Monday, March 2, 2020

Musical Monday - Eye of the Tiger by Survivor

#1 on the Billboard Hot 100: July 24, 1982 through August 28, 1982.
#1 on the Cash Box Top 100: July 31, 1982 through August 21, 1982.
#1 on the U.K. Chart: September 4, 1982 through September 25, 1982.

I've noted before how many songs appear on this list that were driven to the forefront of popular culture as a result of their association with movies. By the middle of 1982, there had already been two songs reach number one that were tied to movies - Chariots of Fire and Fame. In addition, Open Arms by Journey received a substantial boost as a result of appearing on the soundtrack to the movie Heavy Metal, and the Rogers & Hammerstein song Happy Talk from the play and movie South Pacific hit the top of the charts in the U.K. Eye of the Tiger was, of course, the theme song from Rocky III, and the association with that movie launched the song to the top of all three of the charts that I track as part of the 1980s Project.

One of the more unexpected developments of doing the 1980s Project has been the realization as to just how much popular music was influenced by movies and television during the era. I would have expected such movie-related dominance in an earlier era, such as the 1940s or 1950s, when movie musicals dominated the film industry and songs drawn from those were routinely the top selling songs of the era. Musical stars such as Bing Crosby and Frank Sinatra were movie stars as well, and the crossover between popular movies and popular music was obvious. By the 1980s, the movie musical was, for the most part, a moribund genre, and yet numerous movie-related songs continued to dominate the charts. I don't know what that says about popular culture, but it is interesting.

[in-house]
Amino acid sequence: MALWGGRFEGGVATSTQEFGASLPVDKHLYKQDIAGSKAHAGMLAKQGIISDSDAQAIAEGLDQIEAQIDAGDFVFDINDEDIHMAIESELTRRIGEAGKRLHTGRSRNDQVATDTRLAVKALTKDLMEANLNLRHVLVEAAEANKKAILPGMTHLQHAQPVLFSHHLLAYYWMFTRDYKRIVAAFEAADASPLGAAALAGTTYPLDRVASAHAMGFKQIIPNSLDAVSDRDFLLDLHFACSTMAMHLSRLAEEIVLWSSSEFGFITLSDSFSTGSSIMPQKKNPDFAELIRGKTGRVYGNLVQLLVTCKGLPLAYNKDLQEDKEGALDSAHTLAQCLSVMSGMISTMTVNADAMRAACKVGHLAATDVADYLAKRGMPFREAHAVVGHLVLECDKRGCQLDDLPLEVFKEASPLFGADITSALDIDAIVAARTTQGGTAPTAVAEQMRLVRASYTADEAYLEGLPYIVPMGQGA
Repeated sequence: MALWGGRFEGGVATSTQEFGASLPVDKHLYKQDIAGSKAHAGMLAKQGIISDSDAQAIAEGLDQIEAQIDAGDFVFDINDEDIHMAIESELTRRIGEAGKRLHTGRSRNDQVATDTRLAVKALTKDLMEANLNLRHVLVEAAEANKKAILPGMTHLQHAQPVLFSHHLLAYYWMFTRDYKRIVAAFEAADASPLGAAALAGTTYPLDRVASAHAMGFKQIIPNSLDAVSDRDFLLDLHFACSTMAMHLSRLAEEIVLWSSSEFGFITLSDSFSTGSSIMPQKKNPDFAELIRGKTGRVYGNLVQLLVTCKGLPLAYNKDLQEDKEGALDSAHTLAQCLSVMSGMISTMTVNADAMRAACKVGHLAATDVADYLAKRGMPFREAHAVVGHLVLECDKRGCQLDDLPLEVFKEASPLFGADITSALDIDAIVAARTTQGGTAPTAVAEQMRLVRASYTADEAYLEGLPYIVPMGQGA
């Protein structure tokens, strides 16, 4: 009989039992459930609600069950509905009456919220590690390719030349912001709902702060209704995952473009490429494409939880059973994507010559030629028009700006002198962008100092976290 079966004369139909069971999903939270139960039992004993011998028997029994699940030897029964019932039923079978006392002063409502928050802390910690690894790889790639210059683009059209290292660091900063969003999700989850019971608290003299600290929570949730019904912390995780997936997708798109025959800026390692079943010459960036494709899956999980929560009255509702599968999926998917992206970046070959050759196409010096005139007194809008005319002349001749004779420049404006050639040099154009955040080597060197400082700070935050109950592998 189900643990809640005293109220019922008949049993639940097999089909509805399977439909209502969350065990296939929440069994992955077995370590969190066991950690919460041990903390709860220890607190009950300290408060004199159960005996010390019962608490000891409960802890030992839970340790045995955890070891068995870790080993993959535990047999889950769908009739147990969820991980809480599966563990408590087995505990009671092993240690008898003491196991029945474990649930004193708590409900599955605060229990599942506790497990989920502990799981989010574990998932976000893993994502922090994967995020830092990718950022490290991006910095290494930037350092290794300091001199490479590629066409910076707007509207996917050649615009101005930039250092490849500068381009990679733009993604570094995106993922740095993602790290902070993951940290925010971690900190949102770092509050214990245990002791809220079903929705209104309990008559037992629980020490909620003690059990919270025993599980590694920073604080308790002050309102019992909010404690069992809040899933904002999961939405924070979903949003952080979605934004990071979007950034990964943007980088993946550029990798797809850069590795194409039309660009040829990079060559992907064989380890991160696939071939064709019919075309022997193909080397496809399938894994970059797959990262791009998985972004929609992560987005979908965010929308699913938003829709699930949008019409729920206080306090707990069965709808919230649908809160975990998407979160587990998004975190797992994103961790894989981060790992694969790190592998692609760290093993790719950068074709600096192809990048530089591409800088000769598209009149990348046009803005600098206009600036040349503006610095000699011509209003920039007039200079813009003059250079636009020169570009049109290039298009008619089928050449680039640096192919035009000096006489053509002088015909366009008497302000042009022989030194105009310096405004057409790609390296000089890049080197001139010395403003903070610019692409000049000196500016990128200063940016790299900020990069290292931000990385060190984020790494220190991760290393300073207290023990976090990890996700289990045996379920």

I couldn't let this video go by without pointing out the most obvious piece of weirdness within it. The video starts off with the members of the band walking around on the street all clad in leather jackets, looking like a gang of sorts. Well, all of them wearing leather jackets except for the keyboard player, who apparently thought that an unbuttoned blue dress shirt could serve as a reasonable substitute. He looks completely out of place, like he walking in from a completely different band that was doing a completely different video shoot. He's also kind of an awkward guy, and that compounds the discordant nature of his outfit. On the other hand, he's one of the songwriters for this song, and appears to be the source of a substantial portion of the writing talent in the band, so he can be forgiven for looking like he doesn't belong.

Previous Musical Monday: Hurt So Good by John Cougar
Subsequent Musical Monday: Come On Eileen by Dexys Midnight Runners

Previous #1 on the Billboard Hot 100: Don't You Want Me by the Human League
Subsequent #1 on the Billboard Hot 100: Abracadabra by the Steve Miller Band

Previous #1 on the Cash Box Top 100: Hurt So Good by John Cougar
Subsequent #1 on the Cash Box Top 100: Abracadabra by the Steve Miller Band

Previous #1 on the U.K. Chart: Come On Eileen by Dexys Midnight Runners
Subsequent #1 on the U.K. Chart: Pass the Dutchie by Musical Youth

List of #1 Singles from the Billboard Hot 100 for 1980-1989
List of #1 Singles from the Cash Box Top 100 for 1980-1989
List of #1 Singles on the U.K. Chart for 1980-1989

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